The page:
Nearly 69% of Indian population is still rural according to the 2011 Census. In absolute terms, more than 83 crore of India’s population resides in its six lakh villages. A majority of rural population is still dependent on agriculture to sustain them. The obvious fallout of a long lasting agrarian crisis in the non-green revolution states is rural indebtedness. Often other factors like illiteracy and ignorance exacerbate rural indebtedness.
According to the NSSO 70th round survey on ‘SituationAssessment Survey of Rural Households in India’, which covered 35,000 households’ reveals that about 52% of rural households in India are indebted. It also reveals that majority of the poor Indian farmer keeps deteriorating with the passage of time, during the last decade, the bloated debt of Indian agricultural households increased almost 400 percent even the number of heavily indebted households steeply increased during this period.
The data states that the average loan per agriculture household is Rs.47,000, though the average income of these rural households has increased by 318% from 2002-03 to 2012-13, most worryingly, total debt per household also increased by 273.5% during the same period, proving that while income from sale of agricultural products increased due to a price advantage during the last one decade, but it has not translated into a reduction in rural indebtedness.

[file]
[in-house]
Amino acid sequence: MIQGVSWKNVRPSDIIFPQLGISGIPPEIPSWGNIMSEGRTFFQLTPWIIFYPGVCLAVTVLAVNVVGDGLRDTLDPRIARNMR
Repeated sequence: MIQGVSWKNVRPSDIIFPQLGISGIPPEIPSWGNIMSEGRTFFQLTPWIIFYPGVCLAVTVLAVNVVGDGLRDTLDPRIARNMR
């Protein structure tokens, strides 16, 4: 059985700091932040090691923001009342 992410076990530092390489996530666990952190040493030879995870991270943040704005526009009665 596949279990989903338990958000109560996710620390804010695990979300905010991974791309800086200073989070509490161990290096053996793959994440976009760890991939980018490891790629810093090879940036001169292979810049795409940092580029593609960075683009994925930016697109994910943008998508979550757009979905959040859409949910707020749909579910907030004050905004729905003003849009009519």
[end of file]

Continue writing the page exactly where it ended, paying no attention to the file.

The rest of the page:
Loan patterns shows that it is 60% institutional loans was from sources like government, cooperative societies and banks and 40% non-institutional loans. Money lenders make up most of the non-institutional lenders, lower the land holding higher is the probability of anon-institutional loan, thus rural indebtedness has become a persistent problem in India.
Andhra Pradesh is identified as the highest with about 92.9% of its rural population indebted. It is followed by Telengana, which has about 89% indebted rural households and Tamil Nadu having about 82.5% rural indebtedness. The most serious consequence of existing rural indebtedness is further indebtedness.